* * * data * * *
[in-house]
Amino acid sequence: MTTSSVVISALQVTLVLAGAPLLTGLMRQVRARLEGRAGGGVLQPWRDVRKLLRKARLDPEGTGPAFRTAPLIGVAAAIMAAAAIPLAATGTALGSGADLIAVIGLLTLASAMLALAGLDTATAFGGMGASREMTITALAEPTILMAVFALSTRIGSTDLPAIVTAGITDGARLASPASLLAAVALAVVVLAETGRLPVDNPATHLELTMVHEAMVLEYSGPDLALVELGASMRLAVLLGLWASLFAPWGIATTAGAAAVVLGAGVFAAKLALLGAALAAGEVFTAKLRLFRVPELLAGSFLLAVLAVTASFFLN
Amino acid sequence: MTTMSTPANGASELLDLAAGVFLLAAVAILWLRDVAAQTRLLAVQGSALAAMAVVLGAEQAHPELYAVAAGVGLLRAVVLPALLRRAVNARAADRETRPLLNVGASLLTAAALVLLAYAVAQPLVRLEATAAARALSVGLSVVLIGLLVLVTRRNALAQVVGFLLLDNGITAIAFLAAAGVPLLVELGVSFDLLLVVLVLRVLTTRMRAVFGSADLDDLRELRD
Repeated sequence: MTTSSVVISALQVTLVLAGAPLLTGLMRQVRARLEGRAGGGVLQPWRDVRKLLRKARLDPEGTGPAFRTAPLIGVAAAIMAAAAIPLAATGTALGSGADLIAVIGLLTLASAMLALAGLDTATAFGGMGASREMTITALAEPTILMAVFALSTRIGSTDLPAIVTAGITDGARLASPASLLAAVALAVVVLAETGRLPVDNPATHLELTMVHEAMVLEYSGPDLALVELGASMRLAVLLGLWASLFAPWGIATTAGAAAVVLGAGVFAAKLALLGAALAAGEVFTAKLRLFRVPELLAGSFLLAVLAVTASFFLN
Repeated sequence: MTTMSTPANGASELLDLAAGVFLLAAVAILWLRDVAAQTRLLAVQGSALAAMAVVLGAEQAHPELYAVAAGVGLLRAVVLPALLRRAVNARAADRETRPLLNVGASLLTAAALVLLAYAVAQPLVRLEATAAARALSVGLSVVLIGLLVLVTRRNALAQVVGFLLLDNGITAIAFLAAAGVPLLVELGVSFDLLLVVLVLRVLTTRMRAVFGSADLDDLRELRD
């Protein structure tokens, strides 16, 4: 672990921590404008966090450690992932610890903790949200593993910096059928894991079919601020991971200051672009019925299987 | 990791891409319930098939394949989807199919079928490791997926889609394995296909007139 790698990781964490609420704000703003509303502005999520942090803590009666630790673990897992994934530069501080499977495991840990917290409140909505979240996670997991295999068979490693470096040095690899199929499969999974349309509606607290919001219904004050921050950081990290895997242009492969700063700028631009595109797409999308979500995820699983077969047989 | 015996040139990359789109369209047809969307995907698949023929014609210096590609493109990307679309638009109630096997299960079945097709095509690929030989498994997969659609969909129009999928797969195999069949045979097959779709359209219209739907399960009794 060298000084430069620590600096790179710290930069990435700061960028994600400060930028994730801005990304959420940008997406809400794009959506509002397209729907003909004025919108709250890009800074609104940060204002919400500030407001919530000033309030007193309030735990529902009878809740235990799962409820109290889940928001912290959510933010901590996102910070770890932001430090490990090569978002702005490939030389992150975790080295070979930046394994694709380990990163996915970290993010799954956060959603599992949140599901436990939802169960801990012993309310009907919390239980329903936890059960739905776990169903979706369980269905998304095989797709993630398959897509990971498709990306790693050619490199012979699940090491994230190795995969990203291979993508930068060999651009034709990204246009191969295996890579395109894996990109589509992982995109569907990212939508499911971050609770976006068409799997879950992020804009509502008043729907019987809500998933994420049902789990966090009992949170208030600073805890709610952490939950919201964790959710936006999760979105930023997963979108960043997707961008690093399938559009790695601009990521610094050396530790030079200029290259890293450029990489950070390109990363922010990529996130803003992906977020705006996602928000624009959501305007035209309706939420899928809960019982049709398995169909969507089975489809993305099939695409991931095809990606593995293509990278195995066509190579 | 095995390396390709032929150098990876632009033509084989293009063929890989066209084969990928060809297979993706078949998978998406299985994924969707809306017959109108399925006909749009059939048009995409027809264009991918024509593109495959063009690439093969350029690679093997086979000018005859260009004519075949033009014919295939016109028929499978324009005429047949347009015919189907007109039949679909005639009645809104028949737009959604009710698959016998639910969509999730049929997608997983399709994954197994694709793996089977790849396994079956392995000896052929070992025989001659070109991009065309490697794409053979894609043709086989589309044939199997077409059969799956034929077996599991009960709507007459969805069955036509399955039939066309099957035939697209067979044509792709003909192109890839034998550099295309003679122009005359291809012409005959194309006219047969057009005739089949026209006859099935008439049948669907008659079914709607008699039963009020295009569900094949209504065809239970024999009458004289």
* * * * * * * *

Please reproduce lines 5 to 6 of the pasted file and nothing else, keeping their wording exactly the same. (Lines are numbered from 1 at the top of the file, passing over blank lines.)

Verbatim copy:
Repeated sequence: MTTMSTPANGASELLDLAAGVFLLAAVAILWLRDVAAQTRLLAVQGSALAAMAVVLGAEQAHPELYAVAAGVGLLRAVVLPALLRRAVNARAADRETRPLLNVGASLLTAAALVLLAYAVAQPLVRLEATAAARALSVGLSVVLIGLLVLVTRRNALAQVVGFLLLDNGITAIAFLAAAGVPLLVELGVSFDLLLVVLVLRVLTTRMRAVFGSADLDDLRELRD
């Protein structure tokens, strides 16, 4: 672990921590404008966090450690992932610890903790949200593993910096059928894991079919601020991971200051672009019925299987 | 990791891409319930098939394949989807199919079928490791997926889609394995296909007139 790698990781964490609420704000703003509303502005999520942090803590009666630790673990897992994934530069501080499977495991840990917290409140909505979240996670997991295999068979490693470096040095690899199929499969999974349309509606607290919001219904004050921050950081990290895997242009492969700063700028631009595109797409999308979500995820699983077969047989 | 015996040139990359789109369209047809969307995907698949023929014609210096590609493109990307679309638009109630096997299960079945097709095509690929030989498994997969659609969909129009999928797969195999069949045979097959779709359209219209739907399960009794 060298000084430069620590600096790179710290930069990435700061960028994600400060930028994730801005990304959420940008997406809400794009959506509002397209729907003909004025919108709250890009800074609104940060204002919400500030407001919530000033309030007193309030735990529902009878809740235990799962409820109290889940928001912290959510933010901590996102910070770890932001430090490990090569978002702005490939030389992150975790080295070979930046394994694709380990990163996915970290993010799954956060959603599992949140599901436990939802169960801990012993309310009907919390239980329903936890059960739905776990169903979706369980269905998304095989797709993630398959897509990971498709990306790693050619490199012979699940090491994230190795995969990203291979993508930068060999651009034709990204246009191969295996890579395109894996990109589509992982995109569907990212939508499911971050609770976006068409799997879950992020804009509502008043729907019987809500998933994420049902789990966090009992949170208030600073805890709610952490939950919201964790959710936006999760979105930023997963979108960043997707961008690093399938559009790695601009990521610094050396530790030079200029290259890293450029990489950070390109990363922010990529996130803003992906977020705006996602928000624009959501305007035209309706939420899928809960019982049709398995169909969507089975489809993305099939695409991931095809990606593995293509990278195995066509190579 | 095995390396390709032929150098990876632009033509084989293009063929890989066209084969990928060809297979993706078949998978998406299985994924969707809306017959109108399925006909749009059939048009995409027809264009991918024509593109495959063009690439093969350029690679093997086979000018005859260009004519075949033009014919295939016109028929499978324009005429047949347009015919189907007109039949679909005639009645809104028949737009959604009710698959016998639910969509999730049929997608997983399709994954197994694709793996089977790849396994079956392995000896052929070992025989001659070109991009065309490697794409053979894609043709086989589309044939199997077409059969799956034929077996599991009960709507007459969805069955036509399955039939066309099957035939697209067979044509792709003909192109890839034998550099295309003679122009005359291809012409005959194309006219047969057009005739089949026209006859099935008439049948669907008659079914709607008699039963009020295009569900094949209504065809239970024999009458004289």